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Hot air rises in greenhouse

By Mark S. Lawson - posted Thursday, 10 May 2007

So much has been spoken and written about climate change that at times it seems the whole world has been screaming about how industrial emissions are changing climate. But despite all the screaming we are still short of any ideas about reducing emissions that would make the slightest difference, and never mind any of the budget initiatives.

The sheer volume of screaming triggered by the fourth assessment report of the Intergovernmental Panel on Climate Change has certainly had an effect in at least one area. The electorate at large is finally paying attention. We know this because the Howard Government, which has previously shown only a mild interest in the climate change debate, is suddenly making an effort to be seen to be doing something.

This is unlikely to be the result of any sudden conversion to the cause by the Prime Minister or any of his cabinet. Instead it is almost certainly because the issue of climate change is turning up in Liberal Party focus groups and research.


The Liberal Party does not pay any attention to the likes of newspapers, demonstrations, or fierce speeches by activists as indicators of the opinion of the electorate at large, for the very good reason that those indicators are no guide of any kind to the electorate‘s inclinations - or at least of those voters who are likely to vote conservative. Instead, the Liberals do their own research, including focus groups, and that research is starting to show that people are feeling concerned.

So now that the government is inclined to do something, what should it do? Or, more accurately, what should be seen to be doing?

First, there is no point in setting any emission targets as a result of the IPCC projections. A closer look at the panel’s summary report shows just how feeble the report is as a basis for any kind of hard policy. On page 16 of the “Climate Change 2007: The Physical Science Basis” (PDF 1.25MB) summary for policymakers put out by the IPCC a chart lists the factors affecting climate in 2005 as the panel sees them: their effect, the error range, and the assessed LOSU factor, where LOSU is Level of Scientific Understanding.

Of the nine factors listed, counting non-carbon dioxide industrial greenhouses gases as one factor, four are given a LOSU rating as low, two are rated medium-low, another as medium. The greenhouse gas factors - carbon dioxide and other - are the only two factors to get a high LOSU rating. In addition, most of the factors are given a high error margin - in some cases the error margin is almost as large as the effect the factor is supposed to produce.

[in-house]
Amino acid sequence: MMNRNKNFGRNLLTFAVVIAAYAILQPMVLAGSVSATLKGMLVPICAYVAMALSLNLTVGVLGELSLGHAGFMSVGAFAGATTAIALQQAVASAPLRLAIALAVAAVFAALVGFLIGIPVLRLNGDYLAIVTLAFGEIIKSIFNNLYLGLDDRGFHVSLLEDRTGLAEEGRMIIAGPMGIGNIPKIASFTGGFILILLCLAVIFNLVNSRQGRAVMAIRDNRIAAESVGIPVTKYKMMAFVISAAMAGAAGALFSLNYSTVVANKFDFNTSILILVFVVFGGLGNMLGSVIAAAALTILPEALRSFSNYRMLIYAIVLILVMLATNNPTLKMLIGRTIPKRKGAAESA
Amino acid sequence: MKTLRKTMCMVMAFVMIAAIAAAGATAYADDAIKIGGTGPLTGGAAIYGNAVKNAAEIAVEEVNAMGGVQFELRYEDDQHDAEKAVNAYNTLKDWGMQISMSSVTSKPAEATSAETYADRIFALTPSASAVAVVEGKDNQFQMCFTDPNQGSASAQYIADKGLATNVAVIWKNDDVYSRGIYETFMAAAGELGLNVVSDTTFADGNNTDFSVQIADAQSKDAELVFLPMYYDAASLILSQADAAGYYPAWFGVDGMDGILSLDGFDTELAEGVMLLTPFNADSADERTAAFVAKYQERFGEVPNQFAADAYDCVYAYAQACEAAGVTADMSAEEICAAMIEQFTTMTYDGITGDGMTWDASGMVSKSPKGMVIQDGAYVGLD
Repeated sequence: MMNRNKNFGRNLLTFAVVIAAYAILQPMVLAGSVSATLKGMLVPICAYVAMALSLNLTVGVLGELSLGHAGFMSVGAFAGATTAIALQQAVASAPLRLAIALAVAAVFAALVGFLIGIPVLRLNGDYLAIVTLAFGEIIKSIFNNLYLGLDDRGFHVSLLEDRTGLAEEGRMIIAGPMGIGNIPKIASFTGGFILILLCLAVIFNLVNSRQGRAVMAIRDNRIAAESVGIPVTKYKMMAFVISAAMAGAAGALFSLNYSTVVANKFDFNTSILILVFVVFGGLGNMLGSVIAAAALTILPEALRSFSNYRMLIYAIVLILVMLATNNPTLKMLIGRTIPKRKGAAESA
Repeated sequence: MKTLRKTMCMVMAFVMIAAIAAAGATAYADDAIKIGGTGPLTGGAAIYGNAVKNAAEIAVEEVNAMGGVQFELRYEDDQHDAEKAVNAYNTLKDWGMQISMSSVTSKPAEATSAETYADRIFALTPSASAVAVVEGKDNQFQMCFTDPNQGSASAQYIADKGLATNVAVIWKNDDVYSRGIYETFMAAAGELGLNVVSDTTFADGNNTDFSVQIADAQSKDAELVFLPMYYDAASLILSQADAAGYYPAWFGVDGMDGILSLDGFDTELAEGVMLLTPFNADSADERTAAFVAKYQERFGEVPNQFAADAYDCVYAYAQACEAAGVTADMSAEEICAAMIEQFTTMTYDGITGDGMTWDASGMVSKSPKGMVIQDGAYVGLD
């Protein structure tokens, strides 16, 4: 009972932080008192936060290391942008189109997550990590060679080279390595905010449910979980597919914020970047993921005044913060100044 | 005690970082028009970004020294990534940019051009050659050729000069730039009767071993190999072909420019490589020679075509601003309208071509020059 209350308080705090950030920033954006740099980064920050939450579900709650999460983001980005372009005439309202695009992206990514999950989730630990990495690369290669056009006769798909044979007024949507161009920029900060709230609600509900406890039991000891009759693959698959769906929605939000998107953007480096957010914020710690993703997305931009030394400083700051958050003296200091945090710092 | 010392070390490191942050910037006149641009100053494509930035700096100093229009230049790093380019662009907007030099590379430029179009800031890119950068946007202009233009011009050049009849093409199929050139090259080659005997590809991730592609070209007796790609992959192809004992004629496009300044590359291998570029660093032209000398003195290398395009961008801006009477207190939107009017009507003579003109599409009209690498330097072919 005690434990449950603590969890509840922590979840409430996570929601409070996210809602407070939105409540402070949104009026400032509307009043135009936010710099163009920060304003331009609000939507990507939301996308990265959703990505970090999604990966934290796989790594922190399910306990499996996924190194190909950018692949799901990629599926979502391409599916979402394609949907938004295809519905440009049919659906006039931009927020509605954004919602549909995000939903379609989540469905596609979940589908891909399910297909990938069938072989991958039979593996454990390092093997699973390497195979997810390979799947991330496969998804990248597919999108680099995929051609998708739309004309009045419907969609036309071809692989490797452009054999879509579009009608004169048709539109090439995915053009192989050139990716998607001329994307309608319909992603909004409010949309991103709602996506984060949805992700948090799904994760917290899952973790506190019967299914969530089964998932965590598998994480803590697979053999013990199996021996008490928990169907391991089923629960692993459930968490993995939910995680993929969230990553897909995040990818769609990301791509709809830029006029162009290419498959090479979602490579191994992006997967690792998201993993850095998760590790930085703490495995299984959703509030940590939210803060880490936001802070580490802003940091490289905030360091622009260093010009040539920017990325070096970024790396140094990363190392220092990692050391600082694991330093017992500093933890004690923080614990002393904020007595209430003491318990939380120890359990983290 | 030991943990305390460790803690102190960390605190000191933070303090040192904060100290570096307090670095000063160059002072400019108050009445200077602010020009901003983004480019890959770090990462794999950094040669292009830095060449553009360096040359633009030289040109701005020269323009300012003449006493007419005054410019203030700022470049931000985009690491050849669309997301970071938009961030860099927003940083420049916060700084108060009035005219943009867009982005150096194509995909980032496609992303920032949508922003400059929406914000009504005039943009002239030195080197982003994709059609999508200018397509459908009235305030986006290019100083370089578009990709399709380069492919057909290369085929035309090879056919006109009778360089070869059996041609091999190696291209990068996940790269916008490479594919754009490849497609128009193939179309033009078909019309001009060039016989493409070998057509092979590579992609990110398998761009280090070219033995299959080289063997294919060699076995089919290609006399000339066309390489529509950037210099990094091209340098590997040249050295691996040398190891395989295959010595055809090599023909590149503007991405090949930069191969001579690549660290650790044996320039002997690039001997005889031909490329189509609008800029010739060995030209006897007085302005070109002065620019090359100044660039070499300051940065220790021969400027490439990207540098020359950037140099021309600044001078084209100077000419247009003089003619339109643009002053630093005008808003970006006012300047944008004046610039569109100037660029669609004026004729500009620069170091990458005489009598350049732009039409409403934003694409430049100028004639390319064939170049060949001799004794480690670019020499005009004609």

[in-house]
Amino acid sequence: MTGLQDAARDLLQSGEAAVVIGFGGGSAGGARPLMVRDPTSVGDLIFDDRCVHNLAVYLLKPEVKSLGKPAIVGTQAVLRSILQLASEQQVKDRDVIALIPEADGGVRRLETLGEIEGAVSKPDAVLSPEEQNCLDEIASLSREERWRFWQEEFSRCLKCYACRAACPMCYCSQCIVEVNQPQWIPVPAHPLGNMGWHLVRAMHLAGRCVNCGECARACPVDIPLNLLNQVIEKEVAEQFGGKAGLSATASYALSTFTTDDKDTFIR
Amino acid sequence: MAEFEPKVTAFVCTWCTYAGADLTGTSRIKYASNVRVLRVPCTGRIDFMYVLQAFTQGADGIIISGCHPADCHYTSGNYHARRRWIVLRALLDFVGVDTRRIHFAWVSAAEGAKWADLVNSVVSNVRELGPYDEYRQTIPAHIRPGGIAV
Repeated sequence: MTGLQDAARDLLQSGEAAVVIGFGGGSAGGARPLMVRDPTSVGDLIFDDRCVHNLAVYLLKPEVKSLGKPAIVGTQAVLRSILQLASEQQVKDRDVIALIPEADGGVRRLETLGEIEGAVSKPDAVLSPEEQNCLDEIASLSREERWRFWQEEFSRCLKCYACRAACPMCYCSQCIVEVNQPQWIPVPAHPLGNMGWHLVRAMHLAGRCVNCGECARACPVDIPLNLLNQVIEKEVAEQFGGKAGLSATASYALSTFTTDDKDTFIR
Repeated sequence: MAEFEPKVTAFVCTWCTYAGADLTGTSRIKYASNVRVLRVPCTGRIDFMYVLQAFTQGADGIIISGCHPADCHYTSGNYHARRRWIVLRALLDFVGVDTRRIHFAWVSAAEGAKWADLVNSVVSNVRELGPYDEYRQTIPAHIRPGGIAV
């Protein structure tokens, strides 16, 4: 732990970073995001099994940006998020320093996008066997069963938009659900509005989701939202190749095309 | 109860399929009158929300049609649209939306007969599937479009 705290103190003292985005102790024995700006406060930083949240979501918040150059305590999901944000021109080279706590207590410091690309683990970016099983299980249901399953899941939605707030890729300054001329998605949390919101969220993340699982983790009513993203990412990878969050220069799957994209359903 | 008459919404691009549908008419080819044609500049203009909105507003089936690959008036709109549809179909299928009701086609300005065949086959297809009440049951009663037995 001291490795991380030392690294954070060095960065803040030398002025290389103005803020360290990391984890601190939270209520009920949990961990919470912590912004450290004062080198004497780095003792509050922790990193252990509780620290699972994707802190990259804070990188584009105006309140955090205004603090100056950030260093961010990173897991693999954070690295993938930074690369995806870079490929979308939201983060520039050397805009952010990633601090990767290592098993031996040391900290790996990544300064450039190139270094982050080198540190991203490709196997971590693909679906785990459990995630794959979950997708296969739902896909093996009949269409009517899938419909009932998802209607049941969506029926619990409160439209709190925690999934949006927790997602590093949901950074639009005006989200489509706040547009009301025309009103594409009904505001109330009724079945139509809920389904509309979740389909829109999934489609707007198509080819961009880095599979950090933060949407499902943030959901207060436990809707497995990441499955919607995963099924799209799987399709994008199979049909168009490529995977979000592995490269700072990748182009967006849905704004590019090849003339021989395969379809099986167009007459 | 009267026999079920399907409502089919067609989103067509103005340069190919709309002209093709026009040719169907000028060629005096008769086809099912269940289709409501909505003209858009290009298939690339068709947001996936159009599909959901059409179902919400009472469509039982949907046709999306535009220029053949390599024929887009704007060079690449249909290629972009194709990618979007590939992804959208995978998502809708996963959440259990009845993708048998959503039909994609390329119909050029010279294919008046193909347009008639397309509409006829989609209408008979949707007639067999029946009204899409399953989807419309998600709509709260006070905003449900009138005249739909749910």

Although the IPCC is to be commended for its frankness in compiling the table if the report had been about anything else but climate change policy makers would have taken one look at that table and dismissed the projections out of hand. To base policy on projections from essentially unverified computer models trying to make predictions 100 years out is bad enough, but expecting anything useful out of a model where scientists know very little about most of the factors concerned is in the realm of comic opera.

In addition, the table only lists one natural factor - solar irradiance - which it given a low LOSU. However, it’s now widely acknowledged that climate has frequently changed just as fast, if not faster, in pre-industrial times. To leave natural factors out is ridiculous but there is no way to put them in, because the basic mechanism is not understood.


Greenhouse industry lobbyists (which includes a number of scientists) when confronted with these problems, dismiss them by saying there is “a consensus”, and have got away with this due to the deep public confusion over what this supposed consensus is supposed to apply to.

There is now a consensus that climate is changing but there was never any consensus over the IPCC projections. The panel scientists have stated that their own work as 90 per cent certain, but that assertion remains their assessment of their own work. An incomplete list of eminent scientists who have publicly expressed reservations about the IPCC projections, or that the present warming is due to human activity, is at the end of this article.

But enough of this whining. As far as the bulk of the electorate and all of the activist minority are concerned the world is going to become much warmer because of human activities, and we should do something to stop things becoming worse, so we should just pick an emissions reduction target and stop confusing the issue! But what can be done in Australia that would make the slightest difference? That answer is nothing, or at least nothing that would make a direct difference.

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About the Author

Mark Lawson is a senior journalist at the Australian Financial Review. He has written The Zen of Being Grumpy (Connor Court).

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